Hello! This is my first post, so please do let me know if I err in any way.
I am 28, and I'm just starting to get into paganism, after many years of recovering from the very problematic Christian environment I was raised in. For a long time I just considered myself agnostic, but was frightened of going any further. Not that I was afraid of paganism or witchcraft or anything like that - I've always been interested in paganism, but was just so turned off of any sort of spirituality at all. My partner was already pagan for a few years before, just a few months ago, it was like a switch in me was suddenly turned on - I was ready to start. I've been going slowly, experimenting with things, and feeling my way into a path I'd like to follow.
My full question for the rest of you is: How old were you when you started identifying as a pagan (or whatever term you'd like to use!), and what lead you to that moment?
If there are already posts like this I apologize - I looked back a few months and didn't see anything recent, and think it would be a fun way to get to know people!
I would say the two are both transformation...
One however , like the butterfly and cocoon...
Gentle , unfolding , with time for process orientation...
One like the snake , intense , forced open , immediate ,
and a shock to the system...
Both revelation , and initiation , just one allows one to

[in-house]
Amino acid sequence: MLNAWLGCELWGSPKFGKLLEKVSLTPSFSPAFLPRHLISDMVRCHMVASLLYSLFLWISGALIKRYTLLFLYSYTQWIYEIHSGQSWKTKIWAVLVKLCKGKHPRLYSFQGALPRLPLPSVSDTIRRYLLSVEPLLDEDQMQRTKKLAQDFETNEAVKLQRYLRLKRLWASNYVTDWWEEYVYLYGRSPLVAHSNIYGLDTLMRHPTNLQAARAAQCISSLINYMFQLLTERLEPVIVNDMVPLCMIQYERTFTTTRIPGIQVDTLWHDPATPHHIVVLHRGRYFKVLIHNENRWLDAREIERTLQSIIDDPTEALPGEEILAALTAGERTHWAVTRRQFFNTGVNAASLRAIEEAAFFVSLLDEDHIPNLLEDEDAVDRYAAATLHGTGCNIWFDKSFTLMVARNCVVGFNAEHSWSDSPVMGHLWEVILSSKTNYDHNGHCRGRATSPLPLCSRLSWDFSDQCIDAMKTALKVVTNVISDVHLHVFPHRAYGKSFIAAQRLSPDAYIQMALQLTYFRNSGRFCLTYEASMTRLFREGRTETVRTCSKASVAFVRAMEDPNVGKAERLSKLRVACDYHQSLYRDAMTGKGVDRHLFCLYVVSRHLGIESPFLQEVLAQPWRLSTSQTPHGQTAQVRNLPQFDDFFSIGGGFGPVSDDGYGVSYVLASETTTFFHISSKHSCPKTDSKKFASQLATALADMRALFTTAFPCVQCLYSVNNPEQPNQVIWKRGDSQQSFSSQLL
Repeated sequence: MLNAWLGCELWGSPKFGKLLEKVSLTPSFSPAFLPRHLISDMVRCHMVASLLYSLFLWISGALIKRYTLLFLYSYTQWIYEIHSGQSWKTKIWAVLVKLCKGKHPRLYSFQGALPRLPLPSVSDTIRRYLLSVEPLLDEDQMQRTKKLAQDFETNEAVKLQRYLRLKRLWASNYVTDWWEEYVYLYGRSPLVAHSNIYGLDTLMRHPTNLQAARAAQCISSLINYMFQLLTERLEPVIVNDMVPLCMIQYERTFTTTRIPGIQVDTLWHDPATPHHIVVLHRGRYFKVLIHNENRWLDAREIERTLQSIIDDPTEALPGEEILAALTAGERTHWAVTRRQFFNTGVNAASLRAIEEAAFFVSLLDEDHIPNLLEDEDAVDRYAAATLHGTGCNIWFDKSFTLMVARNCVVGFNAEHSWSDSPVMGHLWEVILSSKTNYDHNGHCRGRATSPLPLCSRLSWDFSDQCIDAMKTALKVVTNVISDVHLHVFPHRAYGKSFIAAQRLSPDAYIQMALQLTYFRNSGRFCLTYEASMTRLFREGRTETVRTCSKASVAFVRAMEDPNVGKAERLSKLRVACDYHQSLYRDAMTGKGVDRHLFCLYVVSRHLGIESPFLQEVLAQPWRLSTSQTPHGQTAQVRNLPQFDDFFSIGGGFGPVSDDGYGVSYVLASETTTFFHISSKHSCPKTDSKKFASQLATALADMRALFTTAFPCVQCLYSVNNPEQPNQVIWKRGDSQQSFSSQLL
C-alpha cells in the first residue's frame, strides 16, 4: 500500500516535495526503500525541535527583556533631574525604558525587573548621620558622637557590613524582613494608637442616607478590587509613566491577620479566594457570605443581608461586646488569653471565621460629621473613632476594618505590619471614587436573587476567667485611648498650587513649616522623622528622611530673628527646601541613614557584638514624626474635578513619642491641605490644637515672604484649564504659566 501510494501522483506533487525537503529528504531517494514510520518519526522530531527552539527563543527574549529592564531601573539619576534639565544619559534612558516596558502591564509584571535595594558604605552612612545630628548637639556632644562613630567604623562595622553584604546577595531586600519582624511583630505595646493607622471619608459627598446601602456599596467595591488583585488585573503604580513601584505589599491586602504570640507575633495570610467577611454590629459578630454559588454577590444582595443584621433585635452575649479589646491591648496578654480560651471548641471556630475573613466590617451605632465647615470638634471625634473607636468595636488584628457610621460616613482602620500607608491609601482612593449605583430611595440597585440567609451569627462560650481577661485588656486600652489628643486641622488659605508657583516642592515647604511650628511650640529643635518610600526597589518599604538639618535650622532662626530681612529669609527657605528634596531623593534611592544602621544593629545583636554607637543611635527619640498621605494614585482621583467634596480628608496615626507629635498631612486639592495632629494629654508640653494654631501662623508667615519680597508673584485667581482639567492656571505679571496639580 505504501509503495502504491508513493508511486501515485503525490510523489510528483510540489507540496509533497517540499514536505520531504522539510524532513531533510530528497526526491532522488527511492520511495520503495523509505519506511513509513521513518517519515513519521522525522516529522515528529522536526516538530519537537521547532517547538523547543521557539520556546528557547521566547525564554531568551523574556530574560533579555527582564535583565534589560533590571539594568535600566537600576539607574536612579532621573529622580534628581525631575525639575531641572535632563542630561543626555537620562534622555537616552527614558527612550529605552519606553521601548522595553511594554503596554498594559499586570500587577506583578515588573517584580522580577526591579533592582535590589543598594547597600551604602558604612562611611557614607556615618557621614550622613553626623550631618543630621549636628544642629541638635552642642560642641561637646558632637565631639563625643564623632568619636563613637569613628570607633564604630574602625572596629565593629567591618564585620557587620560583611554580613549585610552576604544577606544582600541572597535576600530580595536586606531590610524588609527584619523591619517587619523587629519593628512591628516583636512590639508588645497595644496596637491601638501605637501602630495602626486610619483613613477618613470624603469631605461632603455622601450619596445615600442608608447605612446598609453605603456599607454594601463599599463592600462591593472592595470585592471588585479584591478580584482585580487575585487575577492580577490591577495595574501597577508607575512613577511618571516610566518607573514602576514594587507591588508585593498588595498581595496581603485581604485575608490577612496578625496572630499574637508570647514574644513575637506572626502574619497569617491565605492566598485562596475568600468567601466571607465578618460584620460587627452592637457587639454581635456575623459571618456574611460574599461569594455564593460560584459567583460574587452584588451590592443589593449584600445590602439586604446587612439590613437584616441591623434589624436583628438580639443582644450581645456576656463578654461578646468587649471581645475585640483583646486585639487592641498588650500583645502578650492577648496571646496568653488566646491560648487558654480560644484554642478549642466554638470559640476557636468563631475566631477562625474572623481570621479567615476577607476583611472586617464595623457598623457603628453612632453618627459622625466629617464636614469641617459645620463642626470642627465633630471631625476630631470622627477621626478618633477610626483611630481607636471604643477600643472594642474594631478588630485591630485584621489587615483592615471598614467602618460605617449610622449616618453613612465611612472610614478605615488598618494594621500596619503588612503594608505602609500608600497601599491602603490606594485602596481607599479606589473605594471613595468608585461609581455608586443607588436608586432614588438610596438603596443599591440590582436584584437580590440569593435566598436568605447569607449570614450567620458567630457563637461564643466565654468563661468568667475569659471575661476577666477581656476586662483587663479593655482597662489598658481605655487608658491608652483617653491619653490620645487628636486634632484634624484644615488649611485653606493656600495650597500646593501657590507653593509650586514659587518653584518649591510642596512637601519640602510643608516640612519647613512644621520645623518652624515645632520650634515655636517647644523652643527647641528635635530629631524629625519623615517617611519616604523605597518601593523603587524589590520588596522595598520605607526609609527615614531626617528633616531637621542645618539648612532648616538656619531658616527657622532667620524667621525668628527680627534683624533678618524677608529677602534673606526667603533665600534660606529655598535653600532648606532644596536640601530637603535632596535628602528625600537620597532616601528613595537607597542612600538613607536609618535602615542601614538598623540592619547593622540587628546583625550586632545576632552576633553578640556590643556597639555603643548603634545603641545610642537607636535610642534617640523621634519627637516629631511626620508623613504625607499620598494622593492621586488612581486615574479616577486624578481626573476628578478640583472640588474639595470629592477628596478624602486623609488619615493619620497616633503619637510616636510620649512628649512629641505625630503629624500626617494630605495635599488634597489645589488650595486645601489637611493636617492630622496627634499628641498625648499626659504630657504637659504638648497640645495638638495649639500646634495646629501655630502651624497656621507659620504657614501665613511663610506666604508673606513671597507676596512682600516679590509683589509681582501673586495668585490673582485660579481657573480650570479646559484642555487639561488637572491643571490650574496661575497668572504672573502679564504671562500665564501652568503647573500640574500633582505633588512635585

build one's ability to hold and run a higher current , the
other forcing you to , now , or fry the circuitry...
( excuse me , may I cook breakfast on your crown chakra ? It's smoking )
*nods* I can really relate to this. I was raised Catholic, which (I'm not sure which "brand" of Christianity you were forced into, so you may/may not know) is a very rigid and structural religion. There are particular ceremonies you have to complete, particular ages you have to complete them by, prayers you have to memorize...even a Catholic mass is a series of back and forth memorized recitations between the priest and the congregations.
I digress - I started questioning the legitimacy of the religion when I was VERY young, maybe nine or ten (I mean...being crucified for your sins and saving all of humanity? That's some crazy Aztec blood sacrifice stuff man) and I initially discovered Paganism through Wicca when I was around 12. I practiced on and off from there on out, but often kept backing away because I was so confounded as to the amount of freedom this religion allowed in comparison. I just didn't know what to do with myself!